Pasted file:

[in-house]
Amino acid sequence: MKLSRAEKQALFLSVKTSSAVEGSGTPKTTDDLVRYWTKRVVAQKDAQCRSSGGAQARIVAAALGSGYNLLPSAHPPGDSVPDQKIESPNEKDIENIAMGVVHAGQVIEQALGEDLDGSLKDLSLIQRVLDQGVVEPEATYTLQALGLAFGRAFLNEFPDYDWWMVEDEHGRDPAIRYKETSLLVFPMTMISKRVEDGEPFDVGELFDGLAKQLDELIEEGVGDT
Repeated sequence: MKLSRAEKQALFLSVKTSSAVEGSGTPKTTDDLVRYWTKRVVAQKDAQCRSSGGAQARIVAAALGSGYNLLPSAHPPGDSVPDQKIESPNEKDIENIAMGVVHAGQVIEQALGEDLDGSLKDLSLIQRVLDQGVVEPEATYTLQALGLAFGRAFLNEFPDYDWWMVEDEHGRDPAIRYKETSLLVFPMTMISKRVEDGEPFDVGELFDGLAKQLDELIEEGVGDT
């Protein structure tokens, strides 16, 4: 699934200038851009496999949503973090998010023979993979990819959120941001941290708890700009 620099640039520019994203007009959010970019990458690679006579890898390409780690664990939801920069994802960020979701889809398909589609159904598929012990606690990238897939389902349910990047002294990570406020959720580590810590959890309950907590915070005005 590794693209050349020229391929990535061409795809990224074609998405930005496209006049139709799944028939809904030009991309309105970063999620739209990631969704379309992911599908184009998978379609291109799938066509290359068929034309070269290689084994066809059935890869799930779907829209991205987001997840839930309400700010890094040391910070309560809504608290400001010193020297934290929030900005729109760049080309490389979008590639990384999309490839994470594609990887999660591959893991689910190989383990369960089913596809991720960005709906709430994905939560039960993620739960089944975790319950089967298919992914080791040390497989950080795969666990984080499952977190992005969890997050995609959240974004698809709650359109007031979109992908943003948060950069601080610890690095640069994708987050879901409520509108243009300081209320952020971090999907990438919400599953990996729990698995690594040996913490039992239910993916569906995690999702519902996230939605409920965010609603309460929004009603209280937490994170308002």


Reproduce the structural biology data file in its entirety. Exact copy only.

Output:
[in-house]
Amino acid sequence: MKLSRAEKQALFLSVKTSSAVEGSGTPKTTDDLVRYWTKRVVAQKDAQCRSSGGAQARIVAAALGSGYNLLPSAHPPGDSVPDQKIESPNEKDIENIAMGVVHAGQVIEQALGEDLDGSLKDLSLIQRVLDQGVVEPEATYTLQALGLAFGRAFLNEFPDYDWWMVEDEHGRDPAIRYKETSLLVFPMTMISKRVEDGEPFDVGELFDGLAKQLDELIEEGVGDT
Repeated sequence: MKLSRAEKQALFLSVKTSSAVEGSGTPKTTDDLVRYWTKRVVAQKDAQCRSSGGAQARIVAAALGSGYNLLPSAHPPGDSVPDQKIESPNEKDIENIAMGVVHAGQVIEQALGEDLDGSLKDLSLIQRVLDQGVVEPEATYTLQALGLAFGRAFLNEFPDYDWWMVEDEHGRDPAIRYKETSLLVFPMTMISKRVEDGEPFDVGELFDGLAKQLDELIEEGVGDT
């Protein structure tokens, strides 16, 4: 699934200038851009496999949503973090998010023979993979990819959120941001941290708890700009 620099640039520019994203007009959010970019990458690679006579890898390409780690664990939801920069994802960020979701889809398909589609159904598929012990606690990238897939389902349910990047002294990570406020959720580590810590959890309950907590915070005005 590794693209050349020229391929990535061409795809990224074609998405930005496209006049139709799944028939809904030009991309309105970063999620739209990631969704379309992911599908184009998978379609291109799938066509290359068929034309070269290689084994066809059935890869799930779907829209991205987001997840839930309400700010890094040391910070309560809504608290400001010193020297934290929030900005729109760049080309490389979008590639990384999309490839994470594609990887999660591959893991689910190989383990369960089913596809991720960005709906709430994905939560039960993620739960089944975790319950089967298919992914080791040390497989950080795969666990984080499952977190992005969890997050995609959240974004698809709650359109007031979109992908943003948060950069601080610890690095640069994708987050879901409520509108243009300081209320952020971090999907990438919400599953990996729990698995690594040996913490039992239910993916569906995690999702519902996230939605409920965010609603309460929004009603209280937490994170308002």